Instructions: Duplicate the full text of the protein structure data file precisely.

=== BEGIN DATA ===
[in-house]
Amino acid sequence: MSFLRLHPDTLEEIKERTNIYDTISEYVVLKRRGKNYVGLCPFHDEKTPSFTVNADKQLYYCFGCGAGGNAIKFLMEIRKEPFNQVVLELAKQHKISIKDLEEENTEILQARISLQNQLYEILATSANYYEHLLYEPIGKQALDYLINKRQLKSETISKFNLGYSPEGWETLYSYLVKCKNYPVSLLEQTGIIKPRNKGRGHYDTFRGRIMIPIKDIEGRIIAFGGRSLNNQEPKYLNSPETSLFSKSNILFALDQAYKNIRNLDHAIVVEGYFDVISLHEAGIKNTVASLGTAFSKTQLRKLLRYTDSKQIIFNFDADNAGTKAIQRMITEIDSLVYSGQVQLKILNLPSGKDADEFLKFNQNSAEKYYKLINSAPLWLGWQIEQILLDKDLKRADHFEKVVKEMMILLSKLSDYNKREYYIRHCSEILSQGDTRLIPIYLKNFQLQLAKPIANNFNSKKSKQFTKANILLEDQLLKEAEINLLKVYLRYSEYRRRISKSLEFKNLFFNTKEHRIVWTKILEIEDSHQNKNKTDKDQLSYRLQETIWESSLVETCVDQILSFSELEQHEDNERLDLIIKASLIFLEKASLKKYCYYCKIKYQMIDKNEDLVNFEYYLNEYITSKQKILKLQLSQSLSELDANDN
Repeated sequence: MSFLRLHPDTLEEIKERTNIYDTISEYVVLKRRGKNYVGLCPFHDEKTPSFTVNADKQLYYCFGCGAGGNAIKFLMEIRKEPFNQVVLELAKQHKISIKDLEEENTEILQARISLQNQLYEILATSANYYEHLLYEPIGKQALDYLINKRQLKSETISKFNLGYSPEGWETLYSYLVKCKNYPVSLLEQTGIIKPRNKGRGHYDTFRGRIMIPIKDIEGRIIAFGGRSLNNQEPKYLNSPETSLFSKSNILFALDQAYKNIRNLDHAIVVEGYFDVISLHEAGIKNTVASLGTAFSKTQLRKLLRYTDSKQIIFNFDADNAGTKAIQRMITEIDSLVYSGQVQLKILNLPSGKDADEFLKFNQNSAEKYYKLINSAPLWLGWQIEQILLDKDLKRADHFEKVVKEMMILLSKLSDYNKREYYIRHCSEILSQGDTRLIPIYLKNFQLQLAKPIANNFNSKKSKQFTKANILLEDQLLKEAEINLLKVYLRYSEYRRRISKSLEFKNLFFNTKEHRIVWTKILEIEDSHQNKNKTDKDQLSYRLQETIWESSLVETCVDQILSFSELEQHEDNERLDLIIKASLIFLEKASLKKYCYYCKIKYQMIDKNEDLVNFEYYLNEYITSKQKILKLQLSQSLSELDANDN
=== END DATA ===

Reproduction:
[in-house]
Amino acid sequence: MSFLRLHPDTLEEIKERTNIYDTISEYVVLKRRGKNYVGLCPFHDEKTPSFTVNADKQLYYCFGCGAGGNAIKFLMEIRKEPFNQVVLELAKQHKISIKDLEEENTEILQARISLQNQLYEILATSANYYEHLLYEPIGKQALDYLINKRQLKSETISKFNLGYSPEGWETLYSYLVKCKNYPVSLLEQTGIIKPRNKGRGHYDTFRGRIMIPIKDIEGRIIAFGGRSLNNQEPKYLNSPETSLFSKSNILFALDQAYKNIRNLDHAIVVEGYFDVISLHEAGIKNTVASLGTAFSKTQLRKLLRYTDSKQIIFNFDADNAGTKAIQRMITEIDSLVYSGQVQLKILNLPSGKDADEFLKFNQNSAEKYYKLINSAPLWLGWQIEQILLDKDLKRADHFEKVVKEMMILLSKLSDYNKREYYIRHCSEILSQGDTRLIPIYLKNFQLQLAKPIANNFNSKKSKQFTKANILLEDQLLKEAEINLLKVYLRYSEYRRRISKSLEFKNLFFNTKEHRIVWTKILEIEDSHQNKNKTDKDQLSYRLQETIWESSLVETCVDQILSFSELEQHEDNERLDLIIKASLIFLEKASLKKYCYYCKIKYQMIDKNEDLVNFEYYLNEYITSKQKILKLQLSQSLSELDANDN
Repeated sequence: MSFLRLHPDTLEEIKERTNIYDTISEYVVLKRRGKNYVGLCPFHDEKTPSFTVNADKQLYYCFGCGAGGNAIKFLMEIRKEPFNQVVLELAKQHKISIKDLEEENTEILQARISLQNQLYEILATSANYYEHLLYEPIGKQALDYLINKRQLKSETISKFNLGYSPEGWETLYSYLVKCKNYPVSLLEQTGIIKPRNKGRGHYDTFRGRIMIPIKDIEGRIIAFGGRSLNNQEPKYLNSPETSLFSKSNILFALDQAYKNIRNLDHAIVVEGYFDVISLHEAGIKNTVASLGTAFSKTQLRKLLRYTDSKQIIFNFDADNAGTKAIQRMITEIDSLVYSGQVQLKILNLPSGKDADEFLKFNQNSAEKYYKLINSAPLWLGWQIEQILLDKDLKRADHFEKVVKEMMILLSKLSDYNKREYYIRHCSEILSQGDTRLIPIYLKNFQLQLAKPIANNFNSKKSKQFTKANILLEDQLLKEAEINLLKVYLRYSEYRRRISKSLEFKNLFFNTKEHRIVWTKILEIEDSHQNKNKTDKDQLSYRLQETIWESSLVETCVDQILSFSELEQHEDNERLDLIIKASLIFLEKASLKKYCYYCKIKYQMIDKNEDLVNFEYYLNEYITSKQKILKLQLSQSLSELDANDN